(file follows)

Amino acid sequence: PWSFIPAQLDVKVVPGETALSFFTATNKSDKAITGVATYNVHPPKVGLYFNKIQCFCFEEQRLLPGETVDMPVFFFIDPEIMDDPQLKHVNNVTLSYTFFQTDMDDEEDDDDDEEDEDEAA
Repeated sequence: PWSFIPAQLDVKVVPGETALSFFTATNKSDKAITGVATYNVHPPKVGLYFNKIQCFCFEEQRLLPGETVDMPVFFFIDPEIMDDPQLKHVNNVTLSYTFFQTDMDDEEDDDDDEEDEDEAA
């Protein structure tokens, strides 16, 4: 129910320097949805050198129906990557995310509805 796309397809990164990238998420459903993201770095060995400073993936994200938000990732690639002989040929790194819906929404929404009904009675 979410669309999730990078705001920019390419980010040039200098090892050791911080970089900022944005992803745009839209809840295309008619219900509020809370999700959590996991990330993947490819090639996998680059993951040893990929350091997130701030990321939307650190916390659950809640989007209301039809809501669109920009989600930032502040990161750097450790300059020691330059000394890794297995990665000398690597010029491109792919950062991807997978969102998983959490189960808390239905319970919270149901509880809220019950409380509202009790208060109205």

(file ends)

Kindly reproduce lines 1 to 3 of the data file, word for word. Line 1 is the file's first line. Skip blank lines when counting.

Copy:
Amino acid sequence: PWSFIPAQLDVKVVPGETALSFFTATNKSDKAITGVATYNVHPPKVGLYFNKIQCFCFEEQRLLPGETVDMPVFFFIDPEIMDDPQLKHVNNVTLSYTFFQTDMDDEEDDDDDEEDEDEAA
Repeated sequence: PWSFIPAQLDVKVVPGETALSFFTATNKSDKAITGVATYNVHPPKVGLYFNKIQCFCFEEQRLLPGETVDMPVFFFIDPEIMDDPQLKHVNNVTLSYTFFQTDMDDEEDDDDDEEDEDEAA
């Protein structure tokens, strides 16, 4: 129910320097949805050198129906990557995310509805 796309397809990164990238998420459903993201770095060995400073993936994200938000990732690639002989040929790194819906929404929404009904009675 979410669309999730990078705001920019390419980010040039200098090892050791911080970089900022944005992803745009839209809840295309008619219900509020809370999700959590996991990330993947490819090639996998680059993951040893990929350091997130701030990321939307650190916390659950809640989007209301039809809501669109920009989600930032502040990161750097450790300059020691330059000394890794297995990665000398690597010029491109792919950062991807997978969102998983959490189960808390239905319970919270149901509880809220019950409380509202009790208060109205």